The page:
Art is a Weapon

Art is a Weapon takes you back to an Australia gripped by the Cold War. Amid propaganda for and against communism, artists turned to an image familiar to most Australians; the Southern Cross flag of the Eureka Stockade.

The Cause

A Rebel Flag

The flag chosen by the miners to represent them at Eureka has now become one of the most famous symbols in Australian history. The flag shows a representation of the Southern Cross (Crux), a constellation of which appears in the sky all over the southern hemisphere. The five brightest stars of Crux have become represented in the design, although many dimmer stars are also part of the constellation.

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Nothing To Lose But Your Chains

The artists that created the Eureka portfolio belonged to the Melbourne Popular Art Group. Although not a part of it, the MPAG had strong connections to the Communist Party of Australia. Founded in 1920 by a group including Jock Garden and Adela Pankhurst (daughter of Emmeline Pankhurst, the British suffragist), the CPA advocated a socialist state in Australia.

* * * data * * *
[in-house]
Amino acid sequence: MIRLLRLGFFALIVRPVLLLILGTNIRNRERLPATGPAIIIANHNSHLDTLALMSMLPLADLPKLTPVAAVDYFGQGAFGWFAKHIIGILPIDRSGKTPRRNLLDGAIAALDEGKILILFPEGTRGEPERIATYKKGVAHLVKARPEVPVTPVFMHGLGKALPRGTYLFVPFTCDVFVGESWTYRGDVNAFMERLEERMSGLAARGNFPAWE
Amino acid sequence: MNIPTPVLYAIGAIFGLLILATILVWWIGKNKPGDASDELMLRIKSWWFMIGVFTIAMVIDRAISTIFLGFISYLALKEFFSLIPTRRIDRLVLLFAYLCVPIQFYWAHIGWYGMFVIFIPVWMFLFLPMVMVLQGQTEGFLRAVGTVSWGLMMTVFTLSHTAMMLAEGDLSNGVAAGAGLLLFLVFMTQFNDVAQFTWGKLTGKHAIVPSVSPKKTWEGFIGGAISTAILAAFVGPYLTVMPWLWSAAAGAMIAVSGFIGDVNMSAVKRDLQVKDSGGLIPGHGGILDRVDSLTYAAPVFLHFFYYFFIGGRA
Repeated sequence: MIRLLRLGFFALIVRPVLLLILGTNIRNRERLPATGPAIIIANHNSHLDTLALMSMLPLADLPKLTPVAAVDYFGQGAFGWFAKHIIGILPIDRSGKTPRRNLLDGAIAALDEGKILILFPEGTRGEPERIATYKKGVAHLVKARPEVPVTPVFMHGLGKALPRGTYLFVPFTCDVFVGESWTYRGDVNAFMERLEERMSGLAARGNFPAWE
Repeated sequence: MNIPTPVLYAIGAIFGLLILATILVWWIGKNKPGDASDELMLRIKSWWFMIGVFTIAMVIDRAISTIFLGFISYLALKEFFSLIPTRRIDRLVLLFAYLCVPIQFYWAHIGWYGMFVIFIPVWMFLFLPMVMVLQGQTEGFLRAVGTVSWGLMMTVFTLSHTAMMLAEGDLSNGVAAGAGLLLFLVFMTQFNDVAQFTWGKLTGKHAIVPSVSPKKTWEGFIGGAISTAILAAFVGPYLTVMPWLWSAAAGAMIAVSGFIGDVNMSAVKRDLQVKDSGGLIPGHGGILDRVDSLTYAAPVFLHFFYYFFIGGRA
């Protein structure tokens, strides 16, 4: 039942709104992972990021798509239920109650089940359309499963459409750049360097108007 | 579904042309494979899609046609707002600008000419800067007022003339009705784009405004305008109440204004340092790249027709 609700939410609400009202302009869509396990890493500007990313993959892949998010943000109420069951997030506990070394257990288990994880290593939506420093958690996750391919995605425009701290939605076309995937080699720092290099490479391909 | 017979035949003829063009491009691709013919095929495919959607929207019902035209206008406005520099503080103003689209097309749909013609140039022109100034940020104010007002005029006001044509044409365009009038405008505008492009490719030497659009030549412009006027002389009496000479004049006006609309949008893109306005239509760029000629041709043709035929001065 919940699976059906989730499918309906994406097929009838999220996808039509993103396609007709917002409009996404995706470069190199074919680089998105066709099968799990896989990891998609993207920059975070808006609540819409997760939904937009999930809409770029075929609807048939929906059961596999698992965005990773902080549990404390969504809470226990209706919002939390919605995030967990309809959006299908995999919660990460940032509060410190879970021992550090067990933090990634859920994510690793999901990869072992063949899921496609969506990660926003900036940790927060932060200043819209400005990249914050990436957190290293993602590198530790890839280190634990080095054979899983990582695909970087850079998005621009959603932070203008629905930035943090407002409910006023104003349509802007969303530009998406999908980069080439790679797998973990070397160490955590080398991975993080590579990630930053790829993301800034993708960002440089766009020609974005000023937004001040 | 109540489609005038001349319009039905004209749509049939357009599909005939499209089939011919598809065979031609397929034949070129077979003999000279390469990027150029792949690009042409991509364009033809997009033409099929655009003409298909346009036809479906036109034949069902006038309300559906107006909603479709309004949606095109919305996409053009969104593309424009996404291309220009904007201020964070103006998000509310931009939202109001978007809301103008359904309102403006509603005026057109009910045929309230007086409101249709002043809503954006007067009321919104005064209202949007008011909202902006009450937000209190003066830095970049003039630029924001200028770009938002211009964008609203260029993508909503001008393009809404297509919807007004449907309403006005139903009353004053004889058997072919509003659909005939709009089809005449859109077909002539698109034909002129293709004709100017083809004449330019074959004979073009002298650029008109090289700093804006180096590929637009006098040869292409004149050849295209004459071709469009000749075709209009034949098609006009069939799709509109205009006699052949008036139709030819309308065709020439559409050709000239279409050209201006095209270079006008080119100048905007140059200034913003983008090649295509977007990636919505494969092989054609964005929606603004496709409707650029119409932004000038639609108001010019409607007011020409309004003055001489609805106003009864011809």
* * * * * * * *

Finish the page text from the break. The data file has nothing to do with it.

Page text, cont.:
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Rabble, Revolution, Representation

Early on 3 December 1854 British military forces and police stormed a stockade built by protesting miners at Eureka on the Ballarat goldfields, leaving about thirty diggers and troops dead. Ever since, various cultural and artistic depictions of the Eureka Stockade have attempted to portray the event in a way consistent with a particular ideology or cause.

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